Over 140 quantitative indicators have been assembled to provide an illustration of enabling environment conditions and performance across 112 countries within each of the policy and institutional domains of the Framework. These comparative profiles of institutional strength and use of policy space are intended to help spotlight and prioritize opportunities for improvement within countries and enable transfer of knowledge about best practices among them. By bringing a fuller spectrum of such opportunities into sharper relief on a country-by-country basis, the aim is to enable a more concrete and productive conversation within societies about how to achieve greater social inclusion along with stronger and more resilient growth.
Data are displayed within peer groups of countries at similar levels of development as defined by income: advanced, upper-middle income, lower-middle income and low-income. Separate tables for each of the four groups of countries compare the pillar and sub-pillar scores of each country via a traffic-light shading scheme that ranks countries relative to their group. Red corresponds to the lowest quintile of performance within the group, orange to the fourth quintile, yellow to the median or middle quintile, light green to the second quintile, and dark green to the best quintile of performers. In addition to the cross-country sub-pillar tables presented in this Report (see Country Results), the online version includes individual country profiles. These list the score for every indicator within every sub-pillar for each country covered by the Report. Readers should consult their country’s complete Inclusive Growth and Development Country Profile.
This Framework does not in any way suggest that there is a single, ideal policy or institutional mix for the pursuit of inclusive growth and development. For this reason, in contrast to the Forum’s other benchmarking studies, an overall aggregate ranking or league table of countries has not been computed. However, what countries often do have in common is an unexploited opportunity to think more systematically about the full range of instruments and approaches available to address the problem.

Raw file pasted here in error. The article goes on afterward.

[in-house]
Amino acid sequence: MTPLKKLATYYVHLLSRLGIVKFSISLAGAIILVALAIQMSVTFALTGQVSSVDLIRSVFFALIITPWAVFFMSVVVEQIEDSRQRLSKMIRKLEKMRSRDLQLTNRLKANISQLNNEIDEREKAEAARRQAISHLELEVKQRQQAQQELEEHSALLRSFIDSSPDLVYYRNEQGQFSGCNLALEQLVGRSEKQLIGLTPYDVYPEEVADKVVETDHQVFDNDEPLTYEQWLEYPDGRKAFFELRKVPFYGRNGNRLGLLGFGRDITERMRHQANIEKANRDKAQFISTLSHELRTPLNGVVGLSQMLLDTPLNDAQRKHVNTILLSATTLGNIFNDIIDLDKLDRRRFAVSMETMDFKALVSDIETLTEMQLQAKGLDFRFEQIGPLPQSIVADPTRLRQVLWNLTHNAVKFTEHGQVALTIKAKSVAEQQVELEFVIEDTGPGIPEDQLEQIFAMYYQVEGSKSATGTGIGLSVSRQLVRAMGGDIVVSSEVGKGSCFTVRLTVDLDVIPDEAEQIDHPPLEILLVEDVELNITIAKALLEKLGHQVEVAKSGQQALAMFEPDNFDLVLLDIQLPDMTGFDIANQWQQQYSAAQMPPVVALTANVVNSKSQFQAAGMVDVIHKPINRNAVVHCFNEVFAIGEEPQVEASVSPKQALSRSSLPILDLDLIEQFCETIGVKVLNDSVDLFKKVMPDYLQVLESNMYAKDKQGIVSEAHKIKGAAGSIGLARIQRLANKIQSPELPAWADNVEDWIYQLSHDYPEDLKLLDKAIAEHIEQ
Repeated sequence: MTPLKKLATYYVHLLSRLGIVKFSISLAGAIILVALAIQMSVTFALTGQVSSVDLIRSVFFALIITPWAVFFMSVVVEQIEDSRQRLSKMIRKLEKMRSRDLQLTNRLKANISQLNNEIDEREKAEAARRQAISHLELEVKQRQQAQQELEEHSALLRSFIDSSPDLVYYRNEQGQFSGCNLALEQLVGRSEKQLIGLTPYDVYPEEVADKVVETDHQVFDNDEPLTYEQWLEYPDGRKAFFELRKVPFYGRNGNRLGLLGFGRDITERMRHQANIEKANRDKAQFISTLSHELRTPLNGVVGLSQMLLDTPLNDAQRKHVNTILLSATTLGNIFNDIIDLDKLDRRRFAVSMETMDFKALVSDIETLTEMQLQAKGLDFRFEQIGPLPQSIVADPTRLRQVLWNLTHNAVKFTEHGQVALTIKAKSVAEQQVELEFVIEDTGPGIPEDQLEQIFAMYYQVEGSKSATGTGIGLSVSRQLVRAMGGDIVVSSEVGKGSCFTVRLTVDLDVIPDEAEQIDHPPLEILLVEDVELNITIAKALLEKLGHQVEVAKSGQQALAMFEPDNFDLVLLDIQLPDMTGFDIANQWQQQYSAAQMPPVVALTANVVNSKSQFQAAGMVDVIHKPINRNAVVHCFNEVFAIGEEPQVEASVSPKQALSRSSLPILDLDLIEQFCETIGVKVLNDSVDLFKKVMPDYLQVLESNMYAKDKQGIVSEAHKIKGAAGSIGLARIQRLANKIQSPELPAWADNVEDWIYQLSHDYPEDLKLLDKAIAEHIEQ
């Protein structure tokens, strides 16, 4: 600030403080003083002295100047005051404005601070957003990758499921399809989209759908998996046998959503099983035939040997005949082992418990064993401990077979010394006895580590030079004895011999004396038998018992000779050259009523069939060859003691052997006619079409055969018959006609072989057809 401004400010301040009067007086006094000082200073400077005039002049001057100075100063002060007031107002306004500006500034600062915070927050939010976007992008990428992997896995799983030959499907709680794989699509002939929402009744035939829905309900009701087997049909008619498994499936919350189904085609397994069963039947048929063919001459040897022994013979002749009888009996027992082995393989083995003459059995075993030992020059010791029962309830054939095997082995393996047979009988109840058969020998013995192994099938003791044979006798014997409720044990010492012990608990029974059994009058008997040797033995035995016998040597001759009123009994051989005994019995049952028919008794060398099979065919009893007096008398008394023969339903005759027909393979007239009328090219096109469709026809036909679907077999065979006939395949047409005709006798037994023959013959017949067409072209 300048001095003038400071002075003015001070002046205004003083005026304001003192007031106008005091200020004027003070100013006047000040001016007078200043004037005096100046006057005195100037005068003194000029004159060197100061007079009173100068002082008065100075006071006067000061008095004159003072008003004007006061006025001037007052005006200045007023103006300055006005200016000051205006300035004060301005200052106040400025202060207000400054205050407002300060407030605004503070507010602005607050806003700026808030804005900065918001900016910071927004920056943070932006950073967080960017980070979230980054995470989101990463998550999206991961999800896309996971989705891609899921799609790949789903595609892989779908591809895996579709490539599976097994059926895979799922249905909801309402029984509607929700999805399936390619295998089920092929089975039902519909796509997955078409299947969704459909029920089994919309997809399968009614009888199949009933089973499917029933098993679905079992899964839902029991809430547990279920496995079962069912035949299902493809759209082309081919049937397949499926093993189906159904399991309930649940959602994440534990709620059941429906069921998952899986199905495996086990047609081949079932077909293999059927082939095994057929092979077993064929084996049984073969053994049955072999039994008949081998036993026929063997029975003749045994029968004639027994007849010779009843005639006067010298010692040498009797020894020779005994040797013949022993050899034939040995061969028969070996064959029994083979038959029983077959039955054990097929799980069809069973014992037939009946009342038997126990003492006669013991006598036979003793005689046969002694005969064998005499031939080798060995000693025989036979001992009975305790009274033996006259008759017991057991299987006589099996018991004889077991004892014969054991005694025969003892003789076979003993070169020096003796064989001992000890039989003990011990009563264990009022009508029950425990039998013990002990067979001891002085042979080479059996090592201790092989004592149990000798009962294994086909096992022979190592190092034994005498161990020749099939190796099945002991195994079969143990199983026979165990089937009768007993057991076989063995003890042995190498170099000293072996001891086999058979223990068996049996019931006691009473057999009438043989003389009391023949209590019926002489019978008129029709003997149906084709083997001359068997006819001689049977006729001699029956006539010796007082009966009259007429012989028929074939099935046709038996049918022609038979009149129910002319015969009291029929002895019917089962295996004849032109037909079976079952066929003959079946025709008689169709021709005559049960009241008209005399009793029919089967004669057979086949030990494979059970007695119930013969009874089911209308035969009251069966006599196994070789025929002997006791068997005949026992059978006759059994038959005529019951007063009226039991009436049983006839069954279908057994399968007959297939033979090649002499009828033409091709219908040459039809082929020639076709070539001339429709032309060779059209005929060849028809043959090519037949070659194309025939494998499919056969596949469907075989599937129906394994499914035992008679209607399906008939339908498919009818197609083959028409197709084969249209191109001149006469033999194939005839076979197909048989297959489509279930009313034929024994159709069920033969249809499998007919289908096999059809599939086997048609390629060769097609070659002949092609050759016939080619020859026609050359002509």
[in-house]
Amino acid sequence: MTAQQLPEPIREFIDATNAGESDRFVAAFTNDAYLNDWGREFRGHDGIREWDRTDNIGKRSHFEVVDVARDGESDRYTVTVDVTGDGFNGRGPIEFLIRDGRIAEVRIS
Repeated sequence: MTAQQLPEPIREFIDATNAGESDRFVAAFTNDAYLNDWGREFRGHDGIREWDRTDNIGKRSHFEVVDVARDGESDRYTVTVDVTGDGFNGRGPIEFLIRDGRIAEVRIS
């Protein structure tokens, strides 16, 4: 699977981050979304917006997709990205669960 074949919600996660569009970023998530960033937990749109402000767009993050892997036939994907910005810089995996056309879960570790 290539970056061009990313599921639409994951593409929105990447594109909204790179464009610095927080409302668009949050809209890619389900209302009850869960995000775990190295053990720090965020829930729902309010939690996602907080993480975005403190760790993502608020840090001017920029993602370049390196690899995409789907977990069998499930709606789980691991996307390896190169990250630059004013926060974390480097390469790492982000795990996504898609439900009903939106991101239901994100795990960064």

Six significant findings emerge from an overview of the data
- All countries have room for improvement. There is considerable diversity in performance not only across but also within countries. No country is a top performer in every sub-pillar. Indeed, not a single country scores above average in all 15 sub-pillars.
- There is no inherent trade-off in economic policy-making between the promotion of social inclusion and that of economic growth and competitiveness; it is possible to be pro-equity and pro-growth at the same time. Several of the strongest performers in the Forum’s Global Competitiveness Index (GCI) also have a relatively strong inclusive growth and development profile.
- Larger fiscal transfers are not necessarily incompatible with growth and competitiveness, but neither are they always the primary or most effective available option for broadening socioeconomic inclusion. Many of the world’s most competitive economies have high levels of social protection and the significant tax burdens these imply. However, other countries achieve moderate or low Gini ratios mainly because their pre-transfer level of inequality is comparatively modest to begin with rather than due to the significance of their transfers.
- Policies and institutions supporting social inclusion are not solely a luxury of high-income countries. There is extensive overlap in absolute scores across at least three of the four income groups of countries in the sub-pillars of Business and Political Ethics, Tax Code, Financial System Inclusion, Intermediation of Business Investment, Productive Employment; Concentration of Rents, and Educational Quality and Equity.
- There are, however, significant regional or cultural similarities, a number of examples of which are identified in the Report.